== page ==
These organizations are reading their tea leaves and examining the state of the world while they make their decisions. Is inflation going to continue being a concern? Will the political state of play stay the same, or will there be some upheaval in key regions? Will consumer demand increase, drop, or hold steady? Will existing inventory hold long enough, or will you need to restock sooner rather than later?
Every industry, sector, and individual business will have their own way of looking at these types of things, each with slightly different aspects that will matter to them. The Recreational Vehicle industry, for example, will probably focus heavily on their expectations for consumer demand (which dropped significantly during Covid, but is starting to rebound). Meanwhile, the clothing industry might be more concerned about their existing inventory than demand.
Whatever the case is, you need informationbefore you commit to a strategy. We’ve always recommended working with a stable partner who will consult with you and all of the key players for your business, because that’s the right way to plan ahead. It’s extremely risky to make a decision unless you know the facts and consult with an expert. OL, as always, is ready to talk things over with you, give you the information you need, handle the negotiations on your behalf, and take care of all of the details for you.
The reality? The logistics industry is notorious for stirring up less-than-positive environmental press. And considering a single Capesize Bulk Carrier uses 40-plus metric tons per day—and releases about 33,000 tons of CO2 in a single year—that shouldn’t come as a surprise.
The global shipping industry generates about 4%-5% of the total carbon dioxide emissions created by human activity. It’s also a massive contributor to sulfur oxide (SOx) and nitrogen oxide (NOx) emissions. Then there’s airborne pollution, especially around coastal areas and highly-trafficked ports.
While it seems black-and-white, moving to green logistics is more complex. Because while shipping and logistics are being pushed to “clean up,” it’s simultaneously hurtling towards another breakpoint as consumer demands skyrocket—especially when it comes to the retail supply chain. Pandemic time demands pushed the global supply chain to its limit and introduced consumers to the simplicity and efficiency of on-demand eCommerce. And there’s no going back.
That’s the critical balance: accelerating shipping and deliveries to satisfy consumer demand while considering the increasing environmental pressures of this growing industry.
Now, though, there’s a third consideration gaining momentum worldwide: cast-in-stone environmental policies set to transform shipping and logistics. From regulatory mandates to emerging tech best practices, the industry’s future and how cargo moves are under the microscope.
Your role, then? Understand the modern landscape with an eye on the complexities, controlling factors, and evolving environmental policies driving what comes next—specifically, the government, consumer, and industry-specific forces looking to define the way shipping happens.
1. Government Sustainability Targets
Underscoring much of the conversation are government regulations and emerging sustainability initiatives. Chief among them is the 2015 Paris Climate Agreement. Legally binding—and agreed to by 196 countries—this international treaty strives to keep this century’s global temperature rise to 1.5℃-2℃.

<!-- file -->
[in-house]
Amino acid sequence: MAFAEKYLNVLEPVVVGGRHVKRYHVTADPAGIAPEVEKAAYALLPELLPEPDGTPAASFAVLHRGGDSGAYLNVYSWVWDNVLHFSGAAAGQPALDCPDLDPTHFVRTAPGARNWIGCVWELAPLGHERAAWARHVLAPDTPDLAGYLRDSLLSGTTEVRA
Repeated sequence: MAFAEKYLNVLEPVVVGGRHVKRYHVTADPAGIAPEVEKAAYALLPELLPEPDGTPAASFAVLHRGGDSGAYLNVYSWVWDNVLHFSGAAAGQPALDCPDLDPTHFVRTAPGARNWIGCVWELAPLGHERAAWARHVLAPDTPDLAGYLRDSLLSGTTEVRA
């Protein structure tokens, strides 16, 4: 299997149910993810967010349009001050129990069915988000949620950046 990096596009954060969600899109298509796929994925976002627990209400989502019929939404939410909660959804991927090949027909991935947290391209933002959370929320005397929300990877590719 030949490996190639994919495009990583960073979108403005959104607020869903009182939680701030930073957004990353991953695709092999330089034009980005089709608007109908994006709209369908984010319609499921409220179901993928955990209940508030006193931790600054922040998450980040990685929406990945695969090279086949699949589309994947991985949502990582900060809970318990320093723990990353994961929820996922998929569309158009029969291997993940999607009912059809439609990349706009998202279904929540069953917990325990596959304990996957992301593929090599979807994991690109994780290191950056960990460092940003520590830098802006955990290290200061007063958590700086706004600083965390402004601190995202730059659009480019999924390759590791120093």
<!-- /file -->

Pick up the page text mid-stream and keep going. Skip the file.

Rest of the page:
Considering carbon budgets, getting to a zero-emission state—which syncs with the Paris Climate Agreement’s global warming goals—is possible. But it requires an immediate shift to scaling new technologies, efficiencies, and alternative fuels. And that means allocating the resources, budget, and people power right now. Possible? Potentially—for some organizations. Others may need more time, support, and hands-on guidance to promote these transformation shifts.
Regulatory pressure is also coming from the inside. The International Maritime Organization (IMO) has been laser-focused on mitigating shipping emissions and reducing sulfur content in fuel oil. Per IMO requirements introduced in 2020, ships’ fuel must contain no more than 0.5% sulfur. Their experts argue that this will provide ongoing environmental impacts and public health benefits, including reductions in childhood asthma and lung cancer deaths.
2. Consumer Pressure for Reduced Carbon Footprints – and Greater Performance
Like government pressures, consumers are another key driving force behind changing environmental demands. Eighty-five percent of global consumers admit to evolving their purchasing behaviors, favoring more sustainable companies. They seek out businesses with clear-cut environmental, social, and governance (ESG) strategies and public roadmaps tracking their green goals—even from shipping and logistics providers.
91% of e-commerce customers want eco-friendly shipping options at checkout
More than half would pay an additional 10% for these green services
73% who indicated green behaviors aren’t important to them would still like to see sustainable shipping options
Respond To Mounting Internal and External Pressures
While these regulations and demands from consumers and employees inspire countless global conversations, there’s no one switch to flip. Transforming shipping workflows and best practices to improve sustainability must also consider methods for maintaining or improving service—and infrastructure durability.
We can’t compromise construction, deliverability, and design speed for short-term emission reductions. In the U.S. alone, shipments are expected to increase by nearly 24% by 2025 and 45% by 2040.
However, some organizations, ports, and governments are diving in head first, committing to significant investments in initiatives like “ports of the future” in France. Here, maritime, waterway, aeronautic, and land-based transportation come together to preserve space and environmental impact.